The following programs are accredited by the Joint Review Committee on Education in Radiologic Technology for radiography as of 2014.

  • Aultman College of Nursing and Health Sciences (Canton)
  • Bowling Green State University Firelands College (Huron)
  • Central Ohio Technical College (Newark)
  • Children’s Hospital Medical Center of Akron (Akron)
  • Collins Career Center (Chesapeake)
  • Columbus State Community College (Columbus)
  • Cuyahoga Community College – Western Campus (Parma)
  • Eastern Gateway Community College (Steubenville)
  • Euclid Hospital/Cleveland Clinic Health System (Euclid)
  • Fortis College – Columbus (Westerville)
  • James A. Rhodes State College (Lima)
  • Kent State University Ashtabula (Ashtabula)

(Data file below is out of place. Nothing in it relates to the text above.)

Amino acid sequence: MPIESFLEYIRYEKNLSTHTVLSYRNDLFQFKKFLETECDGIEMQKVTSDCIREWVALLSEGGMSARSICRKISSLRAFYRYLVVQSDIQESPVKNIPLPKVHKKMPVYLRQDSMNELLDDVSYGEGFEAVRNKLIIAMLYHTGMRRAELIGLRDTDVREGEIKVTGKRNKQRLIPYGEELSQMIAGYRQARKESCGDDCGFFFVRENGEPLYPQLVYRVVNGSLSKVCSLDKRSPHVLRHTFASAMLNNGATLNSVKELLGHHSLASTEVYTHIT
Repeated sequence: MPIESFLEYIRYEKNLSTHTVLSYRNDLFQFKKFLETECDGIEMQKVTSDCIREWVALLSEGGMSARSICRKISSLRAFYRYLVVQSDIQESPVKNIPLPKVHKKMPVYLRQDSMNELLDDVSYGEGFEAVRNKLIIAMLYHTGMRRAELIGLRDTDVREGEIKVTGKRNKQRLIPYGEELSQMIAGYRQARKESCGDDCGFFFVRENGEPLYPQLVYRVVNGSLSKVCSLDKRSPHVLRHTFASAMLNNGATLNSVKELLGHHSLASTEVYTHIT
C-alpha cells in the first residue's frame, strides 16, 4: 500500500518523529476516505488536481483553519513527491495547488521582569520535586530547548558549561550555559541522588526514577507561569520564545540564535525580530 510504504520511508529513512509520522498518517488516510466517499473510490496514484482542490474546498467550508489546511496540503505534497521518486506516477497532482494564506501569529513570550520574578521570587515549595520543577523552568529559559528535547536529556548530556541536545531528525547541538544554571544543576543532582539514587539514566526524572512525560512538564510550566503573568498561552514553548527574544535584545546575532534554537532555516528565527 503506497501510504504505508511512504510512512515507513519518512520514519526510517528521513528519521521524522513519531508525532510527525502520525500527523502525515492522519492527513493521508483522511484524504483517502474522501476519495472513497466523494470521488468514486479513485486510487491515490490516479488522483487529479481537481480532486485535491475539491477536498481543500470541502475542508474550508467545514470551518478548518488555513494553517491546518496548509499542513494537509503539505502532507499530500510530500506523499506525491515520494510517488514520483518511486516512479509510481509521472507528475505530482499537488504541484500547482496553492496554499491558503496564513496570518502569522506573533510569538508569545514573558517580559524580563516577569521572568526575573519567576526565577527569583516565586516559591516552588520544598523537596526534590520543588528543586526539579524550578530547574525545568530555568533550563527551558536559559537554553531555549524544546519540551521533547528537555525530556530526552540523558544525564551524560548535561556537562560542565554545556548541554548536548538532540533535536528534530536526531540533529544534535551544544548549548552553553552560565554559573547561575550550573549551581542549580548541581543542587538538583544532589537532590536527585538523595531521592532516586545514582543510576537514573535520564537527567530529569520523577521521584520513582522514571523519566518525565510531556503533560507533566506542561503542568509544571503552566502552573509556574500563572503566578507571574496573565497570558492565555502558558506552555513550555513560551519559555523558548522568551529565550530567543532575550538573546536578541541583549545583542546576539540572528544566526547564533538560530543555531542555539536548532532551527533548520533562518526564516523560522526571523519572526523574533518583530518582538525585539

• Kent State University – Salem Campus (Salem)
  • Kettering College (Kettering)
  • Lakeland Community College (Kirtland)
  • Lorain County Community College (Elyria)
  • Marietta Memorial Hospital (Marietta)
  • Marion Technical College (Marion)
  • Mercy College of Ohio (Toledo)
  • Mercy Medical Center (Canton)
  • North Central State College (Mansfield)
  • Owens Community College (Toledo)
  • Sanford-Brown College – Middleburg Heights (Middleburg Heights)
  • Shawnee State University (Portsmouth)
  • Sinclair Community College (Dayton)
  • University of Cincinnati Blue Ash College (Cincinnati)
  • University of Rio Grande/ Rio Grande Community College (Rio Grande)
  • Xavier University (Cincinnati)
  • Zane State College (Zanesville)

Ohio Radiology Technologist Degree Programs

Columbus State Community College